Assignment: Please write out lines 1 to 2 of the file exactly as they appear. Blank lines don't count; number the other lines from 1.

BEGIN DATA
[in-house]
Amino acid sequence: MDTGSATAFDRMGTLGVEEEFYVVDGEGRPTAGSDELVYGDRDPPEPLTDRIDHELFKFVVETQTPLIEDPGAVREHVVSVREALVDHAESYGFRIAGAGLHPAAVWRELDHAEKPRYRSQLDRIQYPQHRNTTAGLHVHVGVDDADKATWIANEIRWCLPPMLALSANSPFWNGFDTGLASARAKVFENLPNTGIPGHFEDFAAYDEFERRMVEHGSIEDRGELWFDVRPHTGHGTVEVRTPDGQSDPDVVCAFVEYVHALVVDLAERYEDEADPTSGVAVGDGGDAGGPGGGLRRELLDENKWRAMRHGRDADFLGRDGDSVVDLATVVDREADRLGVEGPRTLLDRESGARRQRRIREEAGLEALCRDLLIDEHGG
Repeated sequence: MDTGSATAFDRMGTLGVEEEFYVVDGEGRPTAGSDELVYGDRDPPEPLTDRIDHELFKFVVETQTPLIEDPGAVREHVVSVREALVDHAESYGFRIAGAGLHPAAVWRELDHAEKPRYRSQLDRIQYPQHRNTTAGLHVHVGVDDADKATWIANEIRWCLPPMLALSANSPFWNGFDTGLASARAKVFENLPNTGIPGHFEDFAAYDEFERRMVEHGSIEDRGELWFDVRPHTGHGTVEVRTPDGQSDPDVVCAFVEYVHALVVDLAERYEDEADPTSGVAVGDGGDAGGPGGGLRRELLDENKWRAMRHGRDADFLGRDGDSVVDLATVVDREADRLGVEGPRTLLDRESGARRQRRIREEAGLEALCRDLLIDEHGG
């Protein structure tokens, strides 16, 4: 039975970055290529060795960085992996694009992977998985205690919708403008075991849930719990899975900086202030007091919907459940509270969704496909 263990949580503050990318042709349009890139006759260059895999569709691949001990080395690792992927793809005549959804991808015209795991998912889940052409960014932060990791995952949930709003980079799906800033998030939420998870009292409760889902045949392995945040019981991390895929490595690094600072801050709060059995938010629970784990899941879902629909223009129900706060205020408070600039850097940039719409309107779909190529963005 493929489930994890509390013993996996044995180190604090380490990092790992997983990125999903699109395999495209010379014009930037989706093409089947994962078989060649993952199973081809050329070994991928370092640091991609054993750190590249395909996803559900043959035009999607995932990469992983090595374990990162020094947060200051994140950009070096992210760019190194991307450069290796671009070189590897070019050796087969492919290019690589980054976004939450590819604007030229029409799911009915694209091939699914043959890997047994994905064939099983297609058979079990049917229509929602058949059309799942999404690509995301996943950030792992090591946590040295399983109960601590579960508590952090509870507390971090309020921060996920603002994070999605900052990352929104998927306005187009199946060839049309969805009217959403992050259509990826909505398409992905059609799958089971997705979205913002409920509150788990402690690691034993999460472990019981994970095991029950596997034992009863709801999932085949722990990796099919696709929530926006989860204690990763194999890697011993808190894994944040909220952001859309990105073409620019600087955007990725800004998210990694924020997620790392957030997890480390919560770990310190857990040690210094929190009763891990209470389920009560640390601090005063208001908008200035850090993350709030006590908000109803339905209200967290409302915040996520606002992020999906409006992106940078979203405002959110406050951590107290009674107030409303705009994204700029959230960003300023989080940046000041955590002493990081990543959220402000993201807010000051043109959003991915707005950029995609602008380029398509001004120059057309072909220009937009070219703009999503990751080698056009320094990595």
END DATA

[in-house]
Amino acid sequence: MDTGSATAFDRMGTLGVEEEFYVVDGEGRPTAGSDELVYGDRDPPEPLTDRIDHELFKFVVETQTPLIEDPGAVREHVVSVREALVDHAESYGFRIAGAGLHPAAVWRELDHAEKPRYRSQLDRIQYPQHRNTTAGLHVHVGVDDADKATWIANEIRWCLPPMLALSANSPFWNGFDTGLASARAKVFENLPNTGIPGHFEDFAAYDEFERRMVEHGSIEDRGELWFDVRPHTGHGTVEVRTPDGQSDPDVVCAFVEYVHALVVDLAERYEDEADPTSGVAVGDGGDAGGPGGGLRRELLDENKWRAMRHGRDADFLGRDGDSVVDLATVVDREADRLGVEGPRTLLDRESGARRQRRIREEAGLEALCRDLLIDEHGG